Master the art of crafting effective training materials with step-by-step guidelines, ensuring learner engagement and knowledge retention.
Crafting impactful training materials is a gateway to unlocking effective learning. Whether you're an educator, a corporate trainer, or someone passionate about sharing knowledge, the process of creating training materials can be both an art and a science.
In this comprehensive guide, we'll delve into the essential steps that will transform your content into a powerful educational experience.
Here are the 6 steps to develop effective training materials:
1. Start With Your Learning Objectives
Every training material should have clear learning objectives. What do you want your learners to achieve by the end of the training? Defining these objectives will guide your content creation process and help learners track their progress.
For example, your first instinct might be to say that a training manual is about your company's intranet.
But it’s better to have a set of specific learning goals outlined:
- Users are able to log in and troubleshoot login problems.
- Users know how to use chat, messaging, and social features.
- Users can find and access relevant documentation for their responsibilities.
By setting out these goals in a specific manner, you can check to see that your training material includes all the relevant information.
When you’ve identified areas where your employees are weak, you’ll know where to concentrate your training materials. Your learning objectives should answer these questions:
- Who will be learning the material?
- What, specifically, will they learn?
- What will they be able to do with the information after they’ve learned it?
- How will they maintain that knowledge?
- When will they complete the training?
2. Choose Different Delivery Methods
Modern technology enables countless methods for delivering training materials. Popular options include:
- written training manuals
- video series
- live webinars
- slide decks
- in-person training
- blended learning approaches
There’s no right choice, every audience is best suited to different methods. Choose the right method for your trainees. And don’t hesitate to offer multiple delivery methods.
A webinar can be supported by documentation, for example, or a slide deck by a voiceover video. And there may be other factors that influence how you deliver your training.
For example, a small company might be able to take advantage of in-person training more cost-efficiently, because you can train all the employees at once.
A large enterprise or a distributed company might benefit from online self-paced training that requires less coordination.
Different delivery methods are useful for various learning strategies. For example, video is a great medium for bite-sized learning. You could format your materials as FAQs, walkthroughs, wikis, or anything else that you think learners will find useful.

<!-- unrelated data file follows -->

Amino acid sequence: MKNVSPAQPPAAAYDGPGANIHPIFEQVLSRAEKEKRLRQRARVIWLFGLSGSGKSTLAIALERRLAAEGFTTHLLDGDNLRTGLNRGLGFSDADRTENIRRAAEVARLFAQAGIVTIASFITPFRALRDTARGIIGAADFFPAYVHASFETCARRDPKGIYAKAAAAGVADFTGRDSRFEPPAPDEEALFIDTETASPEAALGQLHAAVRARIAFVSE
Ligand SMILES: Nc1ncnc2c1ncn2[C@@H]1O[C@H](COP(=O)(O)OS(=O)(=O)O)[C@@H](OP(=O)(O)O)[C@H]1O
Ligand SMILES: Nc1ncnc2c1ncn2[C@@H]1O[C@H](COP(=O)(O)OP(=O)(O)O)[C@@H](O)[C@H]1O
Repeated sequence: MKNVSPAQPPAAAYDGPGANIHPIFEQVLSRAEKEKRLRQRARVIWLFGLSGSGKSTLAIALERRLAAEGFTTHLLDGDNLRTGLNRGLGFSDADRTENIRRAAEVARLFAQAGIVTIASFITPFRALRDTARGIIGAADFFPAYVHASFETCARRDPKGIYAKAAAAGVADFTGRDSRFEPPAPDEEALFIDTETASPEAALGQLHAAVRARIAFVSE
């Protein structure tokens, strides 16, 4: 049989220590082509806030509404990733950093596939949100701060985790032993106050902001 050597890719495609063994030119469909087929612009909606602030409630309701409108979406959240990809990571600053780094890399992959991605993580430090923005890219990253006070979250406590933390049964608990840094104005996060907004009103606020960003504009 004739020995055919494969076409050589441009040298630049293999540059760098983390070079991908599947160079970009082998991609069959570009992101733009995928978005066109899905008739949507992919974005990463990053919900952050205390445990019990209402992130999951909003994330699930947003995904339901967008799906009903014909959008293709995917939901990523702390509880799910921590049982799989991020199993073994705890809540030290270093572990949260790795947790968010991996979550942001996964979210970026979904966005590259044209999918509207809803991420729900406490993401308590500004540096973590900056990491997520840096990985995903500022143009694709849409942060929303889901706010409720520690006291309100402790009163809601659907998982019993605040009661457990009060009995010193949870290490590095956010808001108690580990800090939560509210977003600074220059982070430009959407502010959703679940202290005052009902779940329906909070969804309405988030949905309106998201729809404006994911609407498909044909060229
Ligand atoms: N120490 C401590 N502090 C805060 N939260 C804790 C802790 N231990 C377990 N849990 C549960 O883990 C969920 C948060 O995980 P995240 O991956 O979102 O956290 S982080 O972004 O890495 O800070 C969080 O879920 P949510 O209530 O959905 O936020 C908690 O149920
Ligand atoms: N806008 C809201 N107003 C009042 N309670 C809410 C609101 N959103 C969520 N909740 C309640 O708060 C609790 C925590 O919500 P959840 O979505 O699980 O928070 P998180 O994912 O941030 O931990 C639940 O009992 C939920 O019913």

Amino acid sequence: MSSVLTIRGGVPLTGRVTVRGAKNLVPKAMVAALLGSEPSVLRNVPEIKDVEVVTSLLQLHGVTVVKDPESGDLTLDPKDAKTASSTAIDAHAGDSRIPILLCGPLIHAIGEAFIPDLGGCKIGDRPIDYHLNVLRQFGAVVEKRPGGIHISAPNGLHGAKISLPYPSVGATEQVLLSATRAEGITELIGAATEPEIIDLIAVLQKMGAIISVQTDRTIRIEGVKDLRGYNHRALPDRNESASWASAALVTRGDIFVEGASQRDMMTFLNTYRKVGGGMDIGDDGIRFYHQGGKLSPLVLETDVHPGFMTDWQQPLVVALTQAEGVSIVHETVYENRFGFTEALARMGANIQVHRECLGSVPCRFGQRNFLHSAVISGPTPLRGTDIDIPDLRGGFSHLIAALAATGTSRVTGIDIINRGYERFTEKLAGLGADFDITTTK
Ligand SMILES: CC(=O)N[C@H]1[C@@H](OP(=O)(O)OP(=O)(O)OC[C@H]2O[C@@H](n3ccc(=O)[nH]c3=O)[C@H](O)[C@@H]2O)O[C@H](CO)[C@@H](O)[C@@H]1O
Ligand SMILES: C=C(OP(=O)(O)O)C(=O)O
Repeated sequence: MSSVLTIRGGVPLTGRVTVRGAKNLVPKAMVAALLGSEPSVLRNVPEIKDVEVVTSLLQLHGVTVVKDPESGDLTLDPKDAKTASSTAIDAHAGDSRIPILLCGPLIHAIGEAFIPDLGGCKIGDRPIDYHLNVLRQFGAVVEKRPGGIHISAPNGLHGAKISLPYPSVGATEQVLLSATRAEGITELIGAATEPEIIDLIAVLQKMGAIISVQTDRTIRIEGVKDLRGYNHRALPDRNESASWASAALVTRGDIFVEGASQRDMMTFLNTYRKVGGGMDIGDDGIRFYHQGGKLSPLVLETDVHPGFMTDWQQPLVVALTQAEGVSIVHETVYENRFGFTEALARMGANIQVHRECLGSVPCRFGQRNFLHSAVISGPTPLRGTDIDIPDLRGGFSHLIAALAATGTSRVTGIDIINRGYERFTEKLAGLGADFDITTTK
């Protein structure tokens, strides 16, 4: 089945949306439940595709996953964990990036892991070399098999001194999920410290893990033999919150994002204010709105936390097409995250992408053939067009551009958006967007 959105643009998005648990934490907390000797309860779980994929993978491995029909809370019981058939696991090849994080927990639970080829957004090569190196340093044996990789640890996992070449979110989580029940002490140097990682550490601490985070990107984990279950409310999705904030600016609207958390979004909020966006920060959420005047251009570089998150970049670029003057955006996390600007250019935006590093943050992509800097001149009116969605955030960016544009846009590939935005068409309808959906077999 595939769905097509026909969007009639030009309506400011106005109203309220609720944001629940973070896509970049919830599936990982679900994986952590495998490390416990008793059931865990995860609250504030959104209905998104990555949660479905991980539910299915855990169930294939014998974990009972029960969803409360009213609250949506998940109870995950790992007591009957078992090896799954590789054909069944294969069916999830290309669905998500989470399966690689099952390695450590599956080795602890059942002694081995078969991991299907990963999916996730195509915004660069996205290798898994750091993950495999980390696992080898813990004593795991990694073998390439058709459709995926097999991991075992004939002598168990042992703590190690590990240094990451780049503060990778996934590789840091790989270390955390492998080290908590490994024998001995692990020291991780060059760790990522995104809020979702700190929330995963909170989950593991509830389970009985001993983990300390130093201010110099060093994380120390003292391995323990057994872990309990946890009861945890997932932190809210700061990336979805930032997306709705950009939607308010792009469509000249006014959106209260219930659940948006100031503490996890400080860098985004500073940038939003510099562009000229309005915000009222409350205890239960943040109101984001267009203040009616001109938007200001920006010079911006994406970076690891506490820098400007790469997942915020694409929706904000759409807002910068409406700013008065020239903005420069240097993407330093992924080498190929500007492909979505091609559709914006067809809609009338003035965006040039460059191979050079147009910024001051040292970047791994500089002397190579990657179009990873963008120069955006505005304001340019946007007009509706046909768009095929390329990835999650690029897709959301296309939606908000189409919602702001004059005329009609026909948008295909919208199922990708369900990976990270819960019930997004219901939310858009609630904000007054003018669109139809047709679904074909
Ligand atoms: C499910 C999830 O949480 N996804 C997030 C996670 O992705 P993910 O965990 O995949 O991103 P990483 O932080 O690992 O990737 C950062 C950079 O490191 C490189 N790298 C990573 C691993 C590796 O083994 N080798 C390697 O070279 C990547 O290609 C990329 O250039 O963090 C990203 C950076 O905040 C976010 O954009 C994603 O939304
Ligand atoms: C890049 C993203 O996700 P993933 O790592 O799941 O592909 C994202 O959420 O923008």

When in doubt, ask learners what they would find most useful. You’ll get a lot of different answers, but you may also see some trends that suggest a type of training material to develop.
3. Segment Training Information
You might be tempted to start writing your slides or scripting your videos at this point. But if you jump ahead, you’re likely to miss something. Start with a detailed outline instead. This makes the writing process easier, but also helps you organize your information in a way that best serves your trainees.
There are many ways to organize training materials, but in most cases, a job or task-based system is best. This approach builds on the knowledge that readers already have and makes for a reference document that can be used later.
For example, if you’re writing documentation on a sales process, you might organize it like this:
- How to Use This Manual
- Sales Prospecting
- Making the First Call
- Follow-Up Email Schedule
- Tips for Closing Deals Over the Phone
- Handing Off Customers to Implementation Team
- Further Resources
The information is presented in the order that the events will take place in the real world. When a salesperson needs to find information on a particular part of the process, they can skim the table of contents to figure out where they need to be.
Keep in mind that you should segment the information in your training materials in the way that will be most useful to your employees. In that case, a topical approach or even a hierarchical one might be more fitting.
Using a learning management system can also help with this issue, as you can tag and organize your content in any way you want. This means you can organize it however you want, and still make each piece of information as easy to find as possible.
4. Write for Quick Consumption of Content